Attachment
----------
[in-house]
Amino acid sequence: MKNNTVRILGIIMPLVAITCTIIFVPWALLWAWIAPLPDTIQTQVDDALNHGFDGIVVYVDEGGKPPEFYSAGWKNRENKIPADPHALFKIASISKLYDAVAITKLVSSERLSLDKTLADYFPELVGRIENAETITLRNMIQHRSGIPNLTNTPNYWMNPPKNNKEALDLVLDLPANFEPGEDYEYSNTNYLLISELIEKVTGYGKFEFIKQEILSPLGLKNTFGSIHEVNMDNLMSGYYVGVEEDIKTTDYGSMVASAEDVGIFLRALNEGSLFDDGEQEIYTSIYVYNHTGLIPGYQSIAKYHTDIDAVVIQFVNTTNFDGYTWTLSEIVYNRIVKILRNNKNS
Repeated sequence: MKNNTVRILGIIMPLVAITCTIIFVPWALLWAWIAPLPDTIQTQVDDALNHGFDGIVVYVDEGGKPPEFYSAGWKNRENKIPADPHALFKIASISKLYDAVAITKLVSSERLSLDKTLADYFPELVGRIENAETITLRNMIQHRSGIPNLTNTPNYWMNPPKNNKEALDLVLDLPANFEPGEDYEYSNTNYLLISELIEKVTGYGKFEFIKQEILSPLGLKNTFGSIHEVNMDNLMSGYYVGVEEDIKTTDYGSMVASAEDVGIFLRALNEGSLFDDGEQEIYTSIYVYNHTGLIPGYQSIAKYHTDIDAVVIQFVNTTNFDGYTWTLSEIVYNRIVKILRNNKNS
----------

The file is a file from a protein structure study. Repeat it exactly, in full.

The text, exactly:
[in-house]
Amino acid sequence: MKNNTVRILGIIMPLVAITCTIIFVPWALLWAWIAPLPDTIQTQVDDALNHGFDGIVVYVDEGGKPPEFYSAGWKNRENKIPADPHALFKIASISKLYDAVAITKLVSSERLSLDKTLADYFPELVGRIENAETITLRNMIQHRSGIPNLTNTPNYWMNPPKNNKEALDLVLDLPANFEPGEDYEYSNTNYLLISELIEKVTGYGKFEFIKQEILSPLGLKNTFGSIHEVNMDNLMSGYYVGVEEDIKTTDYGSMVASAEDVGIFLRALNEGSLFDDGEQEIYTSIYVYNHTGLIPGYQSIAKYHTDIDAVVIQFVNTTNFDGYTWTLSEIVYNRIVKILRNNKNS
Repeated sequence: MKNNTVRILGIIMPLVAITCTIIFVPWALLWAWIAPLPDTIQTQVDDALNHGFDGIVVYVDEGGKPPEFYSAGWKNRENKIPADPHALFKIASISKLYDAVAITKLVSSERLSLDKTLADYFPELVGRIENAETITLRNMIQHRSGIPNLTNTPNYWMNPPKNNKEALDLVLDLPANFEPGEDYEYSNTNYLLISELIEKVTGYGKFEFIKQEILSPLGLKNTFGSIHEVNMDNLMSGYYVGVEEDIKTTDYGSMVASAEDVGIFLRALNEGSLFDDGEQEIYTSIYVYNHTGLIPGYQSIAKYHTDIDAVVIQFVNTTNFDGYTWTLSEIVYNRIVKILRNNKNS